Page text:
Most industries are transactional in nature. One party buys or sells a product to or from another party. In the sports tourism and events industry this is also true. One event owner awards or “sells” an event to a destination. The most successful destinations we work with make sure that not only does the event comes off well, they also make sure that the relationship with the event owner stays strong. If those two things are in place (solid event support and a great relationship) what do you think the chances are that the event returns in the future? Exactly.
By continuing to build what we like to call “relationship bridges” with your stakeholders, a long-term foundation can be built to enhance the efforts of both parties. That foundation can also serve you well when the stuff hits the fan. It’s rare that everything goes as planned, right? A foundational relationship can be a “bank” of sorts to draw from if things go sideways at some point.
So how does this apply to the sports tourism and events industry? Three takeaways here…..
Renewals – It is easier to keep the clients and partners you have than it is to replace them. Where solid relationships exist, high renewal rates usually follow. We have some destinations we work with that renew over 90% of their events from one year to the next. When they are out looking for new business, they are only looking for 3-4 events a year to fill in the gaps, not for a whole new slate of business.
Intentionality – To build solid relationships one needs to be intentional and consistent in how that is carried out. One of our favorite methods to do this is the “Four Touch Rule.” In essence, this is the deliberate tracking of four individual meetings or conversations per year with each of your stakeholders. This strategy is a useful tool for keeping connections strong and opening lines of communication for purposes of relationship building and awareness. It is not simply for “favors” or “asks.” (Note: we can share more about this tactic if needed, just let us know).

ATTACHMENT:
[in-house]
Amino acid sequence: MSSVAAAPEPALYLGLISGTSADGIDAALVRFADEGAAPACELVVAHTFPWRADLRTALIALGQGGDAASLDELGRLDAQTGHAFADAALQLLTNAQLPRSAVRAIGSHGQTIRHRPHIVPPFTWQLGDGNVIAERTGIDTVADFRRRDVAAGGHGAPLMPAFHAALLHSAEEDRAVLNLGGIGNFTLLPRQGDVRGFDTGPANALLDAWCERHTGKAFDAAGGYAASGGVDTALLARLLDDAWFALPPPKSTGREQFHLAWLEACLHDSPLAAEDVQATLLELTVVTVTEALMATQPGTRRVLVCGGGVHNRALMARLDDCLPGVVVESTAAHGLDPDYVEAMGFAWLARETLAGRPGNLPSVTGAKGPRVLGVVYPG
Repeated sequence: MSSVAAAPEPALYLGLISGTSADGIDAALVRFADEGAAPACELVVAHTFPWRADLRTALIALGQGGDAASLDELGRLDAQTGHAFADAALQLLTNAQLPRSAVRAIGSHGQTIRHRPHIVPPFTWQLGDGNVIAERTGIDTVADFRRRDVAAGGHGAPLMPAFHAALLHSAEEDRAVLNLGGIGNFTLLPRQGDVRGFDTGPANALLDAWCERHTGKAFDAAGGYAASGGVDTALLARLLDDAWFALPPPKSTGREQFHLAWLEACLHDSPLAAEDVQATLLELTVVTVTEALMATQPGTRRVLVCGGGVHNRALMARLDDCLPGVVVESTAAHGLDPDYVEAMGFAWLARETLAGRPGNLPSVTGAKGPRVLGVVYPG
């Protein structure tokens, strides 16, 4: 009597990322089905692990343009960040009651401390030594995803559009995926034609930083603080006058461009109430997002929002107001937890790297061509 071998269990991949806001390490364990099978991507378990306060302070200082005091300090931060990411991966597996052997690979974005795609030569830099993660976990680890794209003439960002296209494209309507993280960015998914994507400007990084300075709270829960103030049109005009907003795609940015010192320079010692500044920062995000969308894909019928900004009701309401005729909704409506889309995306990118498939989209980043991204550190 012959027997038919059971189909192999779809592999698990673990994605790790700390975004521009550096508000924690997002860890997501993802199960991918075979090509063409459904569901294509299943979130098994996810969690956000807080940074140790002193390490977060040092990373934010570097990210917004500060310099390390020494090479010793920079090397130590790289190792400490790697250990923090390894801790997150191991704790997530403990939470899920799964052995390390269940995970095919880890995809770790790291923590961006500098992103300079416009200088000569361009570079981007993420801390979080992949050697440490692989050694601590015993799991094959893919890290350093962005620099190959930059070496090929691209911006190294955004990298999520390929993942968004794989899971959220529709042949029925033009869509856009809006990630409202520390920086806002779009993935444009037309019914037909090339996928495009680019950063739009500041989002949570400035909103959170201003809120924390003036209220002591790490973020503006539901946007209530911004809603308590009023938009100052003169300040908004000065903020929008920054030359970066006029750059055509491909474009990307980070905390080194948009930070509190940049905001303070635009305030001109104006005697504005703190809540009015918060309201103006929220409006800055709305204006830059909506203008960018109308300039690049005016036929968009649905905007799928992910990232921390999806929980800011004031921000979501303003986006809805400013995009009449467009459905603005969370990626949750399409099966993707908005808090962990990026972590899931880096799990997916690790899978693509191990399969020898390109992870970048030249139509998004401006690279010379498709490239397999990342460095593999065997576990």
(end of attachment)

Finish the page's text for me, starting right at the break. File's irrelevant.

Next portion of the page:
Investment – We won’t kid you. Like most anything worthwhile, success doesn’t come overnight. In this case, victory requires an investment of your time. Time to reach out to people. Time to meet. Time to listen. And when needed, time to offer guidance (and also to take it). Time is a commodity that you will need to dedicate to build these foundational relationships.
Be intentional and consistent. Book time to invest. Build relationship bridges. Use them as foundations for future growth. A pretty simple formula.
Would you rather focus on relationships or transactions? Relationships win every time.